Latest snowfall prediction. Rain/ice Saturday gives way to a changeover to wet snow Sunday, and despite a brief break (dreaded “dry tongue” sweeping in from the southwest) moisture wraps all the way around the storm, keeping light snow in the forecast from late Sunday into Tuesday morning. A couple inches of slush may pile up in the Twin Cities, closer to 2-5″ for the St. Cloud area, 6-8″ from Brainerd to Detroit Lakes, Wheaton and Moorhead.

PROVING that snow lovers in Minnesota lead quiet, desperate lives, by the time it’s actually cold enough for snow (Sunday) a surge of dry air will sweep in from the Desert Southwest, what some geeky, socially-stunted meteorologists (no, not me!) lovingly refer to as the “dreaded dry tongue.” Sounds like something you might see on the menu of a bad deli. It’s nearly as disappointing, at least for a significant number of Minnesotans who LIKE snow! Seems like we’re being cheated, punished by a preternaturally fickle Old Man Winter, but so it goes with big, mature storms. The bigger the storm, the higher the likelihood of dry air wrapping into the storm’s circulation – causing the heaviest snow, rain or ice to taper off to a fine mist, drizzle or flurries. Eventually snow will wrap completely around the storm (approaching from the north!) and trigger an inch or two for MSP by midday Monday. But parts of central Minnesota may still experience a “plowable” snowfall, as much as 2-5″ or more, with some 6-8″+ amounts west of Willmar, Alexandria, Wadena on north toward Brainerd, Pequot Lakes and Bemidji. A coold 10-12″ may still pile up from Moorhead north to Grand Forks and Thief River Falls. In general, the farther north/west you drive across the state, the worse travel conditions will become, with more precipitation falling as snow, less ice and rain.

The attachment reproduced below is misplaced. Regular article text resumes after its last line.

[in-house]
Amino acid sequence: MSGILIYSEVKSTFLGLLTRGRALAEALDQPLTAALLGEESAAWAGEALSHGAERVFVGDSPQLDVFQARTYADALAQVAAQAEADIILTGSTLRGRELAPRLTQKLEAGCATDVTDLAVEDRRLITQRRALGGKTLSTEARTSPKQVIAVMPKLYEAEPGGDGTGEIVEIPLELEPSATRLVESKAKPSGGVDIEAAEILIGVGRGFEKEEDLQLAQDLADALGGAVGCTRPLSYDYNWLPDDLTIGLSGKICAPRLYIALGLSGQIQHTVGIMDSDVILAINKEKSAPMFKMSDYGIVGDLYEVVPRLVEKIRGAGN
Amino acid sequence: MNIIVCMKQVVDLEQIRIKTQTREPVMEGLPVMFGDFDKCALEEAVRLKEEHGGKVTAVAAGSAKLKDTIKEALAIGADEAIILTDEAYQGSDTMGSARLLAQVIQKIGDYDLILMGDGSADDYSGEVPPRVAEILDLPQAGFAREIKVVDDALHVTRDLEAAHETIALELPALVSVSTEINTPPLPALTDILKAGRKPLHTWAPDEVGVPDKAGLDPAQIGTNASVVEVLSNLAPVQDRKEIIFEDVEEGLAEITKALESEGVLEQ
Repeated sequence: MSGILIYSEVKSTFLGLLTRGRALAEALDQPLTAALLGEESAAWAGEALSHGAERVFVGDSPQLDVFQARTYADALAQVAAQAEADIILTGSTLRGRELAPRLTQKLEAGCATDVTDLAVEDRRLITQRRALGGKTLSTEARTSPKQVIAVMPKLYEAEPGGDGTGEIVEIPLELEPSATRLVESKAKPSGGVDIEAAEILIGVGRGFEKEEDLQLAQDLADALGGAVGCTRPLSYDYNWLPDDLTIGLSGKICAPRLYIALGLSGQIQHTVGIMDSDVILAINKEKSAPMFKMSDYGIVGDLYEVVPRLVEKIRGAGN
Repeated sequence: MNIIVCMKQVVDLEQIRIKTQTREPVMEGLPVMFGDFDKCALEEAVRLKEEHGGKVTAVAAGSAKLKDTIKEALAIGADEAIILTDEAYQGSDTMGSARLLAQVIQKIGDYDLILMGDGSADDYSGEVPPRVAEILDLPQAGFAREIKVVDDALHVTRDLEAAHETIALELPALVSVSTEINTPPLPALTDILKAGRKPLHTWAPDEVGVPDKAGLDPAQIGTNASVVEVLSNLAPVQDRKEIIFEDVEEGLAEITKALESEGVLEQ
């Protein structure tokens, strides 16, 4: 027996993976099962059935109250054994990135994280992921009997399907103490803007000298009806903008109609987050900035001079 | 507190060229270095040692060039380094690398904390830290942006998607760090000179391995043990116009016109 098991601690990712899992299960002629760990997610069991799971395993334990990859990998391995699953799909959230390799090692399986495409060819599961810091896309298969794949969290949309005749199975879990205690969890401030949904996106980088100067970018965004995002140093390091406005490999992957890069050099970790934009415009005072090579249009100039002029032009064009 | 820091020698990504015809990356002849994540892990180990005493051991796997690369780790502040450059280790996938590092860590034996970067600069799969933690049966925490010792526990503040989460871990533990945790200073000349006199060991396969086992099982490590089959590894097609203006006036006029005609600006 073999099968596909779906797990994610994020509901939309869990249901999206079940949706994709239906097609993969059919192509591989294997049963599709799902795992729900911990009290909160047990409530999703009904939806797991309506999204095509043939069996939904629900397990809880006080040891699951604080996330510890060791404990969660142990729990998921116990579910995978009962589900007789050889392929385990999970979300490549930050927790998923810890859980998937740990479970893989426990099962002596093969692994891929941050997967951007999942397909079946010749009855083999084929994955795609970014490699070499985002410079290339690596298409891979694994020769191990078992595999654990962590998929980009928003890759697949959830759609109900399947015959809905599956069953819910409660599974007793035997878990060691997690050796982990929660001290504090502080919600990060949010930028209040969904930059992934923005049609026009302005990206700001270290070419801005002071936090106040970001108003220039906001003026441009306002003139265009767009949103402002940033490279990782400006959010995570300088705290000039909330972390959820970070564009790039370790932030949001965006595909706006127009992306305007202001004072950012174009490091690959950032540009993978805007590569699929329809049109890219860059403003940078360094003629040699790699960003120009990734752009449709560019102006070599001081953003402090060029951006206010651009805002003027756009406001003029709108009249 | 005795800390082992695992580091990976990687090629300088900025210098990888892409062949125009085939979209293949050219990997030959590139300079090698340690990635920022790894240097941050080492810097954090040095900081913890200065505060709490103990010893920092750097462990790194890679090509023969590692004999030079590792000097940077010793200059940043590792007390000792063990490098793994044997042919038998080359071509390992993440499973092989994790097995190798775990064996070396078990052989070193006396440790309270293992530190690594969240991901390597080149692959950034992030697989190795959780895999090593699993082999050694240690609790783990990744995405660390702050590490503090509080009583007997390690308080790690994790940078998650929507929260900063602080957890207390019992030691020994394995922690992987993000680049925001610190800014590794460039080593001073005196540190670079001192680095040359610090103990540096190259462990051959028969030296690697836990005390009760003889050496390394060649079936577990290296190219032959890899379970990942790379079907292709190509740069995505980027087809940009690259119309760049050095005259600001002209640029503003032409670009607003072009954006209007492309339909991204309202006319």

So close and yet so far. Oh well. There’s always the next storm. And if you want to see a cool foot of snow load the kids up in the car and just drive west. Eventually you’ll run into more snow than you know what to do with!

Paul’s Outlook for the Twin Cities

Today: Winter Weather Advisory. Icy mix giving way to a period of rain, windy and raw. Winds: SE 15-25 High: 36

Tonight: Rain changes to wet snow by morning. Low: 33

Sunday: A changeover to mostly snow – starts to accumulate by PM hours. High: 34 (falling into the 20s by evening).

Monday: Windy and colder with periods of light snow, another inch or so (totals from 1-3″ from this entire storm system). High: 23

Tuesday: Flurries taper. Cold sun returns – better travel conditions. High: 17 Low: -5

Wednesday: Bright sun, few degrees cooler than average. High: 18

Thursday: Mix of clouds and sun. High: 19

Friday: Sun giving way to increasing clouds. High: 17

The GFS is hinting at more 30s from Feb. 2 – 7. This next cold spell will NOT be as long (or as deep) as late December into early January.